When complete, the projects will together provide to the GBIF network information on more than 75,000 species and 1.8 million species-occurrence data records as well make available 2 software tools (an online georeferencing service and a workflow for extracting information from legacy publications and making them available in a database format).
As directed in the Request for Proposals, the 12 funded projects address major global issues, including Global Climate Change, 2010 Indicators, Invasive Alien Species, Disease Vectors, Pollinators, and the Global Strategy for Plant Conservation and other conservation strategies.
A total of 365,007 was awarded, with grants ranging in size from 8792 to 50,000.
Among the 12 projects, 3 will provide global coverage for the taxa being treated, 2 will cover regional areas (former USSR, Central America), and 5 will have significance at the national or within-country levels (California, Colombia, Costa Rica, Kenya, SW USA). The remaining 2 will be providing tools that will be useful anywhere in the world.
Taxonomic coverage includes fungi, animals (butterflies, bees, sand and tsetse flies, mosquitos, ground beetles) and plants (liverworts, mosses, flowering plants).
The projects involve personnel from 44 institutions/agencies in 14 countries (Australia, Bulgaria, China, Colombia, Costa Rica, Germany, Guatemala, Honduras, Kenya, New Zealand, Switzerland, Ukraine, United Kingdom, and United States of America). The focus of many of the projects is to contribute data that can be used in decision-making concerning sustainable use or management of biodiversity.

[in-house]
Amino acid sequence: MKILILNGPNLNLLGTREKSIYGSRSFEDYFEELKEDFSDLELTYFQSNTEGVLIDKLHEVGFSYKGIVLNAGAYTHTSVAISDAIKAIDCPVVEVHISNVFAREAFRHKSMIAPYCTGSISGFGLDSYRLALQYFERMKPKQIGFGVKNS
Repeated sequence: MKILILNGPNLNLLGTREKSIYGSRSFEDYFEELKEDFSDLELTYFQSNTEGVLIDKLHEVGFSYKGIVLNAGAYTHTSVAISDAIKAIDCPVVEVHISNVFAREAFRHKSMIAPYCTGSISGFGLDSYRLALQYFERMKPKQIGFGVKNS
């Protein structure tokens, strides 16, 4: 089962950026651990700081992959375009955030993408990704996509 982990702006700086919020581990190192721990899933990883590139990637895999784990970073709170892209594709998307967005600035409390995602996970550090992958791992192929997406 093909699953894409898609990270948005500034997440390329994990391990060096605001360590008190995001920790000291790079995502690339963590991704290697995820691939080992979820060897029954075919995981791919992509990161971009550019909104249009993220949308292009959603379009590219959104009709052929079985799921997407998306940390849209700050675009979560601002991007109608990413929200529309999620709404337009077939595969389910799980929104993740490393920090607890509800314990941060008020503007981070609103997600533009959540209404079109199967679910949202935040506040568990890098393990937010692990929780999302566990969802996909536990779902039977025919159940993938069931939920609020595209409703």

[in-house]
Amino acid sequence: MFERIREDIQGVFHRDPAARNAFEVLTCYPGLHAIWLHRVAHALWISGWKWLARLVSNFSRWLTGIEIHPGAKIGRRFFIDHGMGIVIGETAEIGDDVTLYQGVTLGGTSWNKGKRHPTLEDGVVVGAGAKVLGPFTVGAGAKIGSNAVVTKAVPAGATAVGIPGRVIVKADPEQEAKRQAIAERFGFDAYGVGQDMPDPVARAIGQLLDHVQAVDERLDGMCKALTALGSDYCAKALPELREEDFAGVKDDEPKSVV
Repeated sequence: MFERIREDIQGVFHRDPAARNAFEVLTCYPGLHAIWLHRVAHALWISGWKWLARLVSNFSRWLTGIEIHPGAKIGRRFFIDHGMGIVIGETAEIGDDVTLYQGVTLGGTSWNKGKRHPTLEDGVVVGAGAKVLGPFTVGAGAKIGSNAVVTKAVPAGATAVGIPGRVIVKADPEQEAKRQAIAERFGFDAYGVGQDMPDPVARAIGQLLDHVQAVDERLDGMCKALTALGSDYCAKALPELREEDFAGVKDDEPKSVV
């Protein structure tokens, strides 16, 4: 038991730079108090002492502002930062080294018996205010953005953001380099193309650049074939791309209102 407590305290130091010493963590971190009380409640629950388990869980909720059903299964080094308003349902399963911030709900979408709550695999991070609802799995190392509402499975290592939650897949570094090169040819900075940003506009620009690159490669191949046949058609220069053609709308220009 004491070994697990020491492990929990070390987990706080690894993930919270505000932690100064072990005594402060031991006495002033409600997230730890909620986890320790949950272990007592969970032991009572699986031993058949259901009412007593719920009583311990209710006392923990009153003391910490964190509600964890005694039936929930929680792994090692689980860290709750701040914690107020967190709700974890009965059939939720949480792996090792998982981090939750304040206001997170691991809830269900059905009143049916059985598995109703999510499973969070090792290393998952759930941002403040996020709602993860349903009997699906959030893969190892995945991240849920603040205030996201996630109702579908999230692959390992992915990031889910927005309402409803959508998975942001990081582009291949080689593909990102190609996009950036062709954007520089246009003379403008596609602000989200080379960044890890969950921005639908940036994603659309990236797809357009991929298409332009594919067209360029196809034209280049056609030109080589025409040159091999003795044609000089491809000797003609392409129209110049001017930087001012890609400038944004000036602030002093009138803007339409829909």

Short descriptions of the projects, with indication of countries and institutions represented by the people working on them as well as award size, taxon coverage, and anticipated products are available in PDF format.
In addition to the projects discussed above, which received funds from GBIF, there were 37 proposals for projects that were deemed to be worthwhile, because they demonstrated scientific excellence and had met the criteria of the Request for Proposals. However, GBIF was unable to provide funding because of budget constraints. In these cases, GBIF provided to the project investigators a letter of endorsement that indicated that the project had been through a rigorous review process. GBIF hopes that these projects will therefore be considered favorably by other potential funders.
|Contact: Meredith Lane|
Global Biodiversity Information Facility